After a couple weeks watching mumblecore and reality TV, it’s time to get back to the badass side of the Bay, because there really ought to be more to San Francisco than white girls bitching about how hard their really great jobs are.

That’s why this week, we’re tackling Romeo Must Die, a very loose kick-in-the-head adaptation of Romeo & Juliet (duh).

And speaking of loose, we’re opening up a little bit here because the film is ostensibly set across the Bay in Oakland, but after from the opening montage which features a Mercedes rolling through San Francisco set to DMX there are exactly zero scenes shot in the Bay Area at all.

Also, apparently there’s a time warp in the Yerba Buena Island tunnel that takes you from the Bay Bridge to a Silk’s (played by DMX) nightclub in Oakland (played by Vancouver). Heads up: Buddha Lounge alert at 0:46!

Immediately after this scene, there’s some unnecessary nipple exposure on the dance floor at Silk’s. I’m assuming director Andrzej Bartkowiak included this to to keep people from leaving the theater too quickly. Which, was a smart move because it takes another twenty minutes before we can start to figure out what the hell is going on with the plot that wavers from unnecessarily complex, to kind of interesting, to what the hell just happened?

The gist of it is, there are two rival gangs: Black people and Chinese people (and I’m not being aloof here, they actually don’t offer any clever gang names). These two gangs don’t like each other very much because they’re both trying to control all of the amazing waterfront property (in Oakland, mind you), but not so they can traffic guns or drugs or anything exciting – they both want to sell it all to a white guy named Vincent Roth who looks like a B-team Patrick Bateman and wants to develop it into a ridiculous-looking NFL stadium.

Things go all wrong when Po Sing, the son of the Chinese boss is killed because he was hanging out in Silk’s with the nipple-flashers. Meanwhile in Hong Kong, Po’s brother Han (Jet Li) hears the news and breaks out [Note: this was Li’s breakout role in America, GET IT?] of prison by “borrowing” a guard’s uniform and bicycle, explaining that he needs to go to “The Track” because he’s got a hot tip on the third race. Bicycles? Horse Racing? Dude is hella ready to throwdown in Oak-town.

From there we spend the rest of the movie trying to figure out who killed Po and who is blowing up all the waterfront properties that won’t sign over their deeds (because that wouldn’t hold up development of the new Raiders stadium at all).

The Romeo bit of course means we’ve got to have some star-crossed lovers at some point. Enter Trish (Aaliyah), the daughter of Black Gang Patriarch Isaak O’Day (played by real-life Bay Area local Delroy Lindo), who catches Han’s eye on his search for vengeance and box seats at Raiders home games. Trish has a great life in what may or may not be downtown Oakland, which we know because she runs the only combination coffeeshop/art gallery/urban boutique/DJ space named after an Earth, Wind and Fire song where all the staff spontaneously break out in to dances with the kids from Sesame Street:

We also know she kind of has a thing for Asians because she really loves dragons:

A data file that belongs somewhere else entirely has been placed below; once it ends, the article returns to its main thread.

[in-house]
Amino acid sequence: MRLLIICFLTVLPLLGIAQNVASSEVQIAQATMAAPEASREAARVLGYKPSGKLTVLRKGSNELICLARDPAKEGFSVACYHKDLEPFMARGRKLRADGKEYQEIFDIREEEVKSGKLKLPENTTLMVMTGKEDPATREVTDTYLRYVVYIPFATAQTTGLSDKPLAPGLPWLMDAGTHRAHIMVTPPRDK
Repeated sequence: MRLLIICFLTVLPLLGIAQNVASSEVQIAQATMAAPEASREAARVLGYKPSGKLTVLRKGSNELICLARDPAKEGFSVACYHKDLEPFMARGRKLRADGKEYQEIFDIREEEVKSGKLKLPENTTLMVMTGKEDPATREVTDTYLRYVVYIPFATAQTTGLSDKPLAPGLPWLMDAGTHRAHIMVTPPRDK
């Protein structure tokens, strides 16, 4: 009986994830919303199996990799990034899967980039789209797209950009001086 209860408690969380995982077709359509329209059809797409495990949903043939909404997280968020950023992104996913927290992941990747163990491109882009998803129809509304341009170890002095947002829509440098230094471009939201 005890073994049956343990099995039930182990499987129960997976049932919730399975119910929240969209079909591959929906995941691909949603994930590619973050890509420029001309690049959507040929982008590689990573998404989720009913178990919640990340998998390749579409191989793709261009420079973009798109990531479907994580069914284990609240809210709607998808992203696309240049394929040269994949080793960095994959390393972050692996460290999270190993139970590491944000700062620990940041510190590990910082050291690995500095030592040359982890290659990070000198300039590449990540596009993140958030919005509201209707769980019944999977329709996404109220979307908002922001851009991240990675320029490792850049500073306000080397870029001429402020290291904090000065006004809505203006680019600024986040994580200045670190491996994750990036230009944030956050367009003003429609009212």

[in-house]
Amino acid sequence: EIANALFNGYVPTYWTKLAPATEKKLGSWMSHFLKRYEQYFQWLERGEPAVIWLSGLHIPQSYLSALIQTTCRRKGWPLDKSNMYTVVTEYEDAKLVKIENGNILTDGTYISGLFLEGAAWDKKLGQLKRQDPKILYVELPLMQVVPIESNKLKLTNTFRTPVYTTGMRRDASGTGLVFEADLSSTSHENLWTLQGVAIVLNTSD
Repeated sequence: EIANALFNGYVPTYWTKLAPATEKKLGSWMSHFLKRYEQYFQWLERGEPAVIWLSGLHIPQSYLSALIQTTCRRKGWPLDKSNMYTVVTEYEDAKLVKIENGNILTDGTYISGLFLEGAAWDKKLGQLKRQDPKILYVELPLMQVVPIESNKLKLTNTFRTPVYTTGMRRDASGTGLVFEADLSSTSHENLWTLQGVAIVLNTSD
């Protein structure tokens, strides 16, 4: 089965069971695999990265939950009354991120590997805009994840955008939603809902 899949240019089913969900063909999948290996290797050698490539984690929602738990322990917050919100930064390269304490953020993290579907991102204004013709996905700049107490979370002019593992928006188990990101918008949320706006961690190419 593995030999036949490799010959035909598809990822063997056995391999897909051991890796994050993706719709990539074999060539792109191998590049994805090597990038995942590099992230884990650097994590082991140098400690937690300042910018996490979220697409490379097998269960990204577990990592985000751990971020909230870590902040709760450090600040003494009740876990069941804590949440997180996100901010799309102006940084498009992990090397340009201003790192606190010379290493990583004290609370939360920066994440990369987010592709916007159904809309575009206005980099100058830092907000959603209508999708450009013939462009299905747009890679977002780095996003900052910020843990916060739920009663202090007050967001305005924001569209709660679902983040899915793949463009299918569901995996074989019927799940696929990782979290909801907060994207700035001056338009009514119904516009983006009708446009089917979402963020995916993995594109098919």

Impeccable character development that makes up for the fact that Jet Li has about 7 lines in the whole movie. And SPOILER ALERT: Han and Trish never so much as make out, which according to wikipedia is because that scene didn’t test well with an “Urban Audience”. He does climb to her window at the Capulet compound though:

Speaking of Capulets and romance, the plot takes a surprising turn towards the Shakespearean when we find out the real villains are lieutenants Mac and Kai (it’s all way more Macbeth than Romeo & Juliet to be honest). Turns out these two have been doing all the dirty work of blowing up innocent barber shops while Isaak, on the other hand, is trying to go legit.

Ch’u Sing, the Chinese leader, is actually just an asshole by comparison. Especially since he has all the other Chinese family leaders sent to a meat processing plant and ordered the execution of his own son. He’s a royal jerk indeed, but when he is left to face the consequences of his filicide he does the honorable thing and does himself in with a pearlescent revolver.

The greatest part of this movie though, is how it is simultaneously oblivious and self-conscious. Take Maurice, a real Shakespearean clown played by comic Anthony Anderson, telling Trish he’s going to find her “Aaliyah-lookin’ ass!” FOURTH WALL: SHATTERED.

And Han’s first interaction in America is with Trish who jumps into the back of his stolen Taxi. When he explains he learned to drive (on the wrong side of the road) in Hong Kong Trish asks, “Is it true what they say about Hong Kong? That you guys do Kung Fu? Can you break one of those boards with your head?” FOURTH WALL: SHATTER-ERED.

And, perhaps acknowledging that this movie is little more than an extended music video meant to sell copies of the soundtrack, Trish lip syncs to an Aaliyah song in Silk’s nightclub, just before the whole thing falls apart and Jet Li tears the whole thing down.

Of course, to the locals, the real shattering of the fourth wall happens in the background, none of which looks even remotely like the East Bay:

If the Oaklanders in the audience are feeling slighted, then you’re not alone. Mac feels the same way:

Damn, that is some cold shit.

Previously on San Francisco explores the Fog City’s appearances in TV and Film, got a suggestion we haven’t watched yet? Leave it in the comments…

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